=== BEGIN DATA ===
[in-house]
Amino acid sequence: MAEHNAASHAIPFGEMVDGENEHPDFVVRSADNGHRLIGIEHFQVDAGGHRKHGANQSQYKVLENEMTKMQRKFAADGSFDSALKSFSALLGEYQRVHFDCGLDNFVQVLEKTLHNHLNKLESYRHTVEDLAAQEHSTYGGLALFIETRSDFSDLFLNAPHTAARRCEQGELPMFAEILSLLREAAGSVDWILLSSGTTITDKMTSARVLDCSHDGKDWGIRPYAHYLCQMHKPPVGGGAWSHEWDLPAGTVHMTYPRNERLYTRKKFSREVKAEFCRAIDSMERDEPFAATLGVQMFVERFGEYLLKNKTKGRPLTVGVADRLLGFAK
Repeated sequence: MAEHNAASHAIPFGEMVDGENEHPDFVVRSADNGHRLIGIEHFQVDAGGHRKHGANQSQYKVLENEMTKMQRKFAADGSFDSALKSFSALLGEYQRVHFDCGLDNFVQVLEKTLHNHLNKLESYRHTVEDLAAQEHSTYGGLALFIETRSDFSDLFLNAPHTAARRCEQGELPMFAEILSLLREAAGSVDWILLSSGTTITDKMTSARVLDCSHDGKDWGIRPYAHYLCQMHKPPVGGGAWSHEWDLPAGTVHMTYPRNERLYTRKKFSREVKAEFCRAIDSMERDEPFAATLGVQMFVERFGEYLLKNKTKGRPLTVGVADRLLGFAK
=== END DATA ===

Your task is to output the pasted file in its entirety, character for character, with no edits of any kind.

[in-house]
Amino acid sequence: MAEHNAASHAIPFGEMVDGENEHPDFVVRSADNGHRLIGIEHFQVDAGGHRKHGANQSQYKVLENEMTKMQRKFAADGSFDSALKSFSALLGEYQRVHFDCGLDNFVQVLEKTLHNHLNKLESYRHTVEDLAAQEHSTYGGLALFIETRSDFSDLFLNAPHTAARRCEQGELPMFAEILSLLREAAGSVDWILLSSGTTITDKMTSARVLDCSHDGKDWGIRPYAHYLCQMHKPPVGGGAWSHEWDLPAGTVHMTYPRNERLYTRKKFSREVKAEFCRAIDSMERDEPFAATLGVQMFVERFGEYLLKNKTKGRPLTVGVADRLLGFAK
Repeated sequence: MAEHNAASHAIPFGEMVDGENEHPDFVVRSADNGHRLIGIEHFQVDAGGHRKHGANQSQYKVLENEMTKMQRKFAADGSFDSALKSFSALLGEYQRVHFDCGLDNFVQVLEKTLHNHLNKLESYRHTVEDLAAQEHSTYGGLALFIETRSDFSDLFLNAPHTAARRCEQGELPMFAEILSLLREAAGSVDWILLSSGTTITDKMTSARVLDCSHDGKDWGIRPYAHYLCQMHKPPVGGGAWSHEWDLPAGTVHMTYPRNERLYTRKKFSREVKAEFCRAIDSMERDEPFAATLGVQMFVERFGEYLLKNKTKGRPLTVGVADRLLGFAK